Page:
Right now, wrong tomorrow?

I looked out of the window and, although the ground was wet, the rain had ceased. The forecast was mostly cloudy for a time this morning, with showers or longer spells of rain. Later in the morning it would brighten up, but there was the added caveat that there would be a few showers around into the afternoon. Thinking that the rain had eased, I dressed for my run accordingly: I could cope with short showers. As I stepped out of the door, the rain came back. Phew, that was lucky. A quick change of my top to a running jacket and I was off. Half a mile into the run, the rain ceased and I started to warm up. Maybe I had been wrong to change. After another similar distance the rain returned again. My attire was validated. The persistent drizzle was quite refreshing. Living in the North West, I had walked and played sport in it all my life. Although I do not want it raining all of the time, I missed it during the hot summer months this year.

Rather than putting a dampener on my run, the rain enhanced it. The trees were in their autumn colours. I will leave you to read the many poets who have described autumn much better than I could aspire to but, needless to say, it was quite uplifting. The birds that I saw added to the experience and the recent rain had raised the level in the brook, so that its gurgling and bubbling, as it passed over the logs and stones, added to the sensory ingredients.

Running in such an environment allows you to enjoy the present but it also gives you time and space to let your mind wander. With it being Remembrance Sunday, that wandering included the past: remembering those who died and also those who survived, bearing the physical and mental scars. It is because they survived that I am here today. While this Remembrance stretched back 100 years, you will be reading this as we approach the end of 2018 and, at such time, it is only natural to look back on the past year. We may reflect on what has occurred and what impact there has been on the different aspects of our lives, before we begin in the New Year looking forward and making plans.

When I set out for my run, I had made the wrong decision regarding the weather. My initial reaction was that the weather forecast was wrong but, when I revisited it, I could see that it was my interpretation that was wrong and that the wording was sufficiently flexible to fit what actually occurred. Being wrong has different degrees attached to it. Last year, it was reported that Freddie Flintoff was convinced that the world is flat. While this was once an accepted belief, it has been known and proven for a long time that the world is round. There is a book with the title When the Earth Was Flat: All the Bits of Science We Got Wrong, written by Graeme Donald and first published by Michael O’Mara Books in 2012, which looks at the many instances where a belief or accepted hypothesis was subsequently shown to be wrong.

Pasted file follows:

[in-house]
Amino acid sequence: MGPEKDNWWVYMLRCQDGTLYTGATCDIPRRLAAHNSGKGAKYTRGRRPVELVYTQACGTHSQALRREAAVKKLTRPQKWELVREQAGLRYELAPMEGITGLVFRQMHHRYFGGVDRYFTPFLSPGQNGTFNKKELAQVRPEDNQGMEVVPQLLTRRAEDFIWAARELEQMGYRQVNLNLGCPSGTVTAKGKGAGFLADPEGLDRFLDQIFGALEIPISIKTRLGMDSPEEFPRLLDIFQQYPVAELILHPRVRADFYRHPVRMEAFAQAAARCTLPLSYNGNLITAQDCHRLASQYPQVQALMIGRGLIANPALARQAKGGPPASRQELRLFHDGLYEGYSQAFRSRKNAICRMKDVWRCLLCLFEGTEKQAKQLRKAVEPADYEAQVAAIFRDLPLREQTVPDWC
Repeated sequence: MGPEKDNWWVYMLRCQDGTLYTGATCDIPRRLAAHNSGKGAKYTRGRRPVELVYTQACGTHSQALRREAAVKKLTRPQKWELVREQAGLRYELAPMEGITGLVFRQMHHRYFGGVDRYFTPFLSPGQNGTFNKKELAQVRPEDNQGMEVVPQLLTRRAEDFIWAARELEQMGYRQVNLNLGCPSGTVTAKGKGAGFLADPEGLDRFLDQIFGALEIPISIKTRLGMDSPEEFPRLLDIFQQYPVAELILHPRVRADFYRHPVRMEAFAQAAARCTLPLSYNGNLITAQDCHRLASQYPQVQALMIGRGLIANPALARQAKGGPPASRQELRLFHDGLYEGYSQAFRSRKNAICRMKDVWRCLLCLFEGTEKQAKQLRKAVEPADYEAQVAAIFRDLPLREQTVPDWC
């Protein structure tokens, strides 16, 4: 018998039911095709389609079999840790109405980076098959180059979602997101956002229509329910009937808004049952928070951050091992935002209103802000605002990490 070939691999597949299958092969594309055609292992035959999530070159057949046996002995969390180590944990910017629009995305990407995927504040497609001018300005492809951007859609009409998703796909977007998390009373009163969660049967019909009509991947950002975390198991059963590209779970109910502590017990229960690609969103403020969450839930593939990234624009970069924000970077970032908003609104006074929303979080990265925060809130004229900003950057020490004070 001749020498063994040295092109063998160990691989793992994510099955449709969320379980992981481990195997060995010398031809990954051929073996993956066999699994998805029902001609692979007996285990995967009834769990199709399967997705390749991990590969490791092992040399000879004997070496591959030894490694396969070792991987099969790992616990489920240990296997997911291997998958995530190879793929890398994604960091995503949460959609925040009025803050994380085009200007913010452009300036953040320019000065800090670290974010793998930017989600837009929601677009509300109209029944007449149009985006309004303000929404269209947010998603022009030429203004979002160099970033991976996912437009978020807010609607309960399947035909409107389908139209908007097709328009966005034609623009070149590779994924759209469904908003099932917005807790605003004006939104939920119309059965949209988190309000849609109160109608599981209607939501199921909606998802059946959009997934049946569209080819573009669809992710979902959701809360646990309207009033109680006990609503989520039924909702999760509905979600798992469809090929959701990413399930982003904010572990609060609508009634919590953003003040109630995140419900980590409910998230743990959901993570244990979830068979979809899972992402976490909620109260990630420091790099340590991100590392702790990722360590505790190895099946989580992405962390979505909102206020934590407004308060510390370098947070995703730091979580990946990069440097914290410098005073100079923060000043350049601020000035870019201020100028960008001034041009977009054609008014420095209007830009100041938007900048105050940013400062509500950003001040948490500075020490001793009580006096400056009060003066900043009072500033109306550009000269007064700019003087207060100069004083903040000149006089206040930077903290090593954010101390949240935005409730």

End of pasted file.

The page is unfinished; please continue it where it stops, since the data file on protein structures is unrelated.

With the rapid development of technology, I was under the unstated impression that virtually all of these fundamental errors were some way in the past. That was until I read a book about the effect of the immune system on the mind. The author, Edward Bullmore, explained that he was taught that something called the ‘blood-brain barrier’ prevented the cells and proteins of the body’s immune system from passing into the brain: the immune system and the nervous system were kept completely separate. He went on to say that it is now clear that a lot of what he was taught in medical school was wrong! That had a big impact on me because Edward was at medical school in the 1980s. Thirty-five years may be a long time to some younger readers, but it was when I started out in NDT. It was the time of the public enquiry into the Sizewell B pressurised water reactor (PWR) and it was shown that the routine application of standards would not provide the required confidence in the quality of key components. Validation, now referred to as qualification, was instigated, along with a lot of basic research into the responses of defects and the effects of material structure.

Continuing professional development (CPD) is required of us all to maintain our professional competence. In particular, all Engineering Council registrants make a commitment to maintain and enhance their competence. Recording of CPD undertaken will become mandatory for registered engineers and technicians no later than January 2019. Additionally, CPD will require a reflective statement concerning the way in which the meeting or activity added to your competence or will help you perform better in the future. So, as you approach the end of the year and you reflect on what has passed, I ask you to have a think about NDT. What might we as a profession have got wrong? What belief do we have within the profession that may be shown in the future to be erroneous?

Please note that the views expressed in this column are the author’s own personal ramblings for the purpose of encouraging discussion within NDT News. They do not represent the views of Wood or BINDT.

Letters can be mailed to The Editor, NDT News, Midsummer House, Riverside Way, Bedford Road, Northampton NN1 5NX. Fax: +44 (0)1604 438300; Email: ndtnews@bindt.org or email Bernard McGrath direct at bernard.mcgrath@woodplc.com

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